Hesperian student / (Lincoln [Neb.]) 1872-1885, February 20, 1885, Page 3, Image 3

Below is the OCR text representation for this newspapers page. It is also available as plain text as well as XML.

useful part of a man's training, but growth is as essen
tial to his becoming worthy to be trained. Vigor
ous effort may make a man rediculous but it does him
good. And aside from over-ambition there is a spec
ial reason why western students should not have as
good literary taste as those in the older states; they
and their people are sojourners in a strange land.
Such a community will have far more energy than
taste. Oliver Wendell Holmes says that the true
student of literature must be tumbled about in a great
.library when a boy. To be tumbled about in an emi
grant wagon is not an equivalent for the discipline that
the Autocrat recommends. Undoubtedly much of
the hereditary refinement of the east has been trans
planted to the western states, but it will require a
generation or two of peaceful prosperity before it can
bring forth its perfect fruit.
There is one small but significant fact connected
with the past history of the U. of N. that should be
kept in mind by our legislators this winter. It is the
fact that Dr. C. K. Adams declined the chancellor
ship of this institution partly because he was afraid of
political intermeddling with its "ffairs. Let any
one who thought at the time that the Dr. was unduly
apprehensive consider carefully the present situation
and he wil.l be undeceived. There is now money in
the treasury belonging to the University and the
University needs new buildings; it would surely not
take much ot a statesman to understand that the
sooner this money could be used the better it would
be for all concerned. That the appropriation bills
placing this money at the disposal of the regents
do not pass without opposition is owing entirely to
political considerations. Lancaster Co. is looked
upon, perhaps with justice as the most hoggish coun
ty in the state. She has secured the capitol, the peni
tentiary,the asylum and university. Now if we look at
the matter from the politician's stand point, and con
sider every dollar paid out of the state treasury only as
so much plunder to be distributed in that section of
the state vhose representatives can pull the wires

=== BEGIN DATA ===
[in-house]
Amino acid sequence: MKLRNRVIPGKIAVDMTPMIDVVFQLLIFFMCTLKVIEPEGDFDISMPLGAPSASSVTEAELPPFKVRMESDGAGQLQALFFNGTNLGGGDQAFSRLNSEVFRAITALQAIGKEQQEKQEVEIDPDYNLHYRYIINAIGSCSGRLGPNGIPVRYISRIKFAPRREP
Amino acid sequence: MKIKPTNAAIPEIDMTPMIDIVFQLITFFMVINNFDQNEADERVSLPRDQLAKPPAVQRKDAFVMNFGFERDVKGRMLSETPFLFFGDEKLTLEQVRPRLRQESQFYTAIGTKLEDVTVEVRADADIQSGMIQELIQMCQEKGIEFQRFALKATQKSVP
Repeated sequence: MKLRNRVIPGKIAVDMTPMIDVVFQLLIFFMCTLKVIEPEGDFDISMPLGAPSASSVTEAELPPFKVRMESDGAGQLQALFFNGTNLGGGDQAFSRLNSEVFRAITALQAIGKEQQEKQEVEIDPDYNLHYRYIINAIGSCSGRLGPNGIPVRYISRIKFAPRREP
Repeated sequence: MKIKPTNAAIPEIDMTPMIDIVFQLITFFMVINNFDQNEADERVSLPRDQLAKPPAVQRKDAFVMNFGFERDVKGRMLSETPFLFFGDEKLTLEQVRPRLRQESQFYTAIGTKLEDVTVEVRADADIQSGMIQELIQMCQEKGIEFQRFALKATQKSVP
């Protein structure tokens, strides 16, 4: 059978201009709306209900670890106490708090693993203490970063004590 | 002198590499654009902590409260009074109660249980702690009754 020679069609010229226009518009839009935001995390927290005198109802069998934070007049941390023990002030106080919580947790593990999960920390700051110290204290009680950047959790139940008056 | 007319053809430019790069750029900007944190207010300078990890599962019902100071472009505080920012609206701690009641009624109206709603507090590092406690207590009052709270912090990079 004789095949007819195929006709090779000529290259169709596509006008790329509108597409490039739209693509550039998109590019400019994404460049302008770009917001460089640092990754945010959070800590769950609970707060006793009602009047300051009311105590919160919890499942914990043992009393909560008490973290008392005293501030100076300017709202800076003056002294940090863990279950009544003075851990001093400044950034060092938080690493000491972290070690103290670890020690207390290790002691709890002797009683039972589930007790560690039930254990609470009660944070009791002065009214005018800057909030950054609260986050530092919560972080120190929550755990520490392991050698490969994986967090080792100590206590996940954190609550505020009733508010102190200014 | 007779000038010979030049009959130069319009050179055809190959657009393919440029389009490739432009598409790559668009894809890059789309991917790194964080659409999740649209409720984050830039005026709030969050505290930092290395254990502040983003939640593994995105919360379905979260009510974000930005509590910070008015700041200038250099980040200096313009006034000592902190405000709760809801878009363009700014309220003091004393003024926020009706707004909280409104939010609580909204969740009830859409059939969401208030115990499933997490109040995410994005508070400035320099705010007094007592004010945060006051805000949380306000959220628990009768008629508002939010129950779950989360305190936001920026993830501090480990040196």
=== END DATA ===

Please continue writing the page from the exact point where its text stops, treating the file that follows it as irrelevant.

most skilfully, we see that it is "very natural for the
North Platte representatives to try to hurt Lancaster
, by crippling the state institutions located at Lincoln.
In each legislature there are men who see most clear
ly that it is poor policy to starve the state for the
sake of spiting a section, but with many the question
is not how much the University needs, but how
t much they can keep Lancaster Co. from getting.
State governments have come in these Uays to have
little to do except to regulate railroads, and provide
for the system of public education and other state in
stitutions. When, however, sectional greed goes so
far that the legislators would rather see a state institu
tion fail than a county succeed, the outlook is not
the most promising. If the state cannot at present ex
pend as much money as true economy demands
without unduly enriching Lancaster Co., then in
the name of all that's business-like, why are not
some of the public institutions moved away from here,
not piece-meal, but as individual establishments that
have just and honorable claims upon the state? If the
Universty of Nebraska is unworthy of state support
let it die. But so long as the state sees fit to main
tain it, it should be enabled to meet fully the demands
of the times, and should not be compelled to drag
out a miserable existence half strangled by sectional
jealousy and political ambition.
The friends of the University opened the biennial
legislative campaign with an attempt to get the need
ed appropriation bills passed as quickly as possible,
but soon found that their strength was all needed to
defeat a bill for the dismemberment of the Universi
versity, and that its upbuilding could not be thought
of until its preservation was assured. Those who fa
vor a diffused or fragmentary University hold that
the industrial college can never have anything but a
secondary or insignificant existence so long as it is
connected with the other colleges under i common
head. That the part will probably not be as great
as the whole is a proposition that many people would
have been inclined to admit before the present contro-
versy came up, and we would only suggest in the presen
instance that it not only is not, but neither ought it
to be as great. That under the old regime many
students were seduced from the straight furrow of the
agricultural course into the by-ways and hedges of
history, literature and the classics is true enough,
but as the course was then planned and taught it
proved only the good sense of the students, and to
have denied them the privilege would have been to
cut them off from a great educational advantage. It
is coming to be universally acknowledged that col
legiate students are matuie enough to choose their own
studies, and it is a singular commentary on thevalue
of the agricultural course, if those- pursuing it have to
be isolated from the rest of the student world before
they can be contented. It is surely strange that the
literary studies should have to be removed far from
agricultural students, like the marmalade and cookies
that are put beyond the reach of children. We have
confidence in the good judgement of the young men
of this state, and we believe that whenever an indus
trial eollege can present a course that will be as use
ful to them as the courses laid down by the other col
leges, it will receive a full share of their attention.
Until this can be done it is unfair to set up barriers
against their taking the course they want. In short
we believe that competition is a good thing in'edu-